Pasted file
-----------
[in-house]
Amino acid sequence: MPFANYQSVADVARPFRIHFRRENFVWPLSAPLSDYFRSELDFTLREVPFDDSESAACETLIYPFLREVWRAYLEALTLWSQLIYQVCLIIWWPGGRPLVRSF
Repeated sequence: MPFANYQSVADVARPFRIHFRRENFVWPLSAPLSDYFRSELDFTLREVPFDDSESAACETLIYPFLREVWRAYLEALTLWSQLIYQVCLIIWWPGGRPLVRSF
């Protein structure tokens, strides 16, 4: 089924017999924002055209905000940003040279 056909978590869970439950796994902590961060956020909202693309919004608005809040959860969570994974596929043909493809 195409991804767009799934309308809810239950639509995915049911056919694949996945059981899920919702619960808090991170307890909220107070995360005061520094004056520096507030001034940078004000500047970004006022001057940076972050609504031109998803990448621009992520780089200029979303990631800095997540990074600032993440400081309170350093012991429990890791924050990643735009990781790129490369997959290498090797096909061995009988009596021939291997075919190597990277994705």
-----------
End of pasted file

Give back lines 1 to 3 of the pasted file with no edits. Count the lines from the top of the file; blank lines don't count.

[in-house]
Amino acid sequence: MPFANYQSVADVARPFRIHFRRENFVWPLSAPLSDYFRSELDFTLREVPFDDSESAACETLIYPFLREVWRAYLEALTLWSQLIYQVCLIIWWPGGRPLVRSF
Repeated sequence: MPFANYQSVADVARPFRIHFRRENFVWPLSAPLSDYFRSELDFTLREVPFDDSESAACETLIYPFLREVWRAYLEALTLWSQLIYQVCLIIWWPGGRPLVRSF